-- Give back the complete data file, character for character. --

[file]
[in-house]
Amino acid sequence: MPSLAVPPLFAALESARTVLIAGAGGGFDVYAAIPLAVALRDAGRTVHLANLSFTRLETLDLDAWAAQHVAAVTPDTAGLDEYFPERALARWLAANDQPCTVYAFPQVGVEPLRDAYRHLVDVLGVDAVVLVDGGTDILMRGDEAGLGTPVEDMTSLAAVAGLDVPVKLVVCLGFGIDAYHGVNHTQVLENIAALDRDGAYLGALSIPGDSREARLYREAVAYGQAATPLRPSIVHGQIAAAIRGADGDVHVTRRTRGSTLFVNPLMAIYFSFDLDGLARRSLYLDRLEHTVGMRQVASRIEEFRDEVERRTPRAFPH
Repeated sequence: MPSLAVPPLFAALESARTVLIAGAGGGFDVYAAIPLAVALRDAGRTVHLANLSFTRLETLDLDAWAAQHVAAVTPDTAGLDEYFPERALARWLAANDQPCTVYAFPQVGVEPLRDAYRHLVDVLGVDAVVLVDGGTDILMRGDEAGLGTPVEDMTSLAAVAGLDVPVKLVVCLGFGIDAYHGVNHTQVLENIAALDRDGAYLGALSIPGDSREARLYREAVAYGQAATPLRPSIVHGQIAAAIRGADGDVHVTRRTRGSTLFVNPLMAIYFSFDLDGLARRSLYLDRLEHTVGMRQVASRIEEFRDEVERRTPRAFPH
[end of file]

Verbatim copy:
[in-house]
Amino acid sequence: MPSLAVPPLFAALESARTVLIAGAGGGFDVYAAIPLAVALRDAGRTVHLANLSFTRLETLDLDAWAAQHVAAVTPDTAGLDEYFPERALARWLAANDQPCTVYAFPQVGVEPLRDAYRHLVDVLGVDAVVLVDGGTDILMRGDEAGLGTPVEDMTSLAAVAGLDVPVKLVVCLGFGIDAYHGVNHTQVLENIAALDRDGAYLGALSIPGDSREARLYREAVAYGQAATPLRPSIVHGQIAAAIRGADGDVHVTRRTRGSTLFVNPLMAIYFSFDLDGLARRSLYLDRLEHTVGMRQVASRIEEFRDEVERRTPRAFPH
Repeated sequence: MPSLAVPPLFAALESARTVLIAGAGGGFDVYAAIPLAVALRDAGRTVHLANLSFTRLETLDLDAWAAQHVAAVTPDTAGLDEYFPERALARWLAANDQPCTVYAFPQVGVEPLRDAYRHLVDVLGVDAVVLVDGGTDILMRGDEAGLGTPVEDMTSLAAVAGLDVPVKLVVCLGFGIDAYHGVNHTQVLENIAALDRDGAYLGALSIPGDSREARLYREAVAYGQAATPLRPSIVHGQIAAAIRGADGDVHVTRRTRGSTLFVNPLMAIYFSFDLDGLARRSLYLDRLEHTVGMRQVASRIEEFRDEVERRTPRAFPH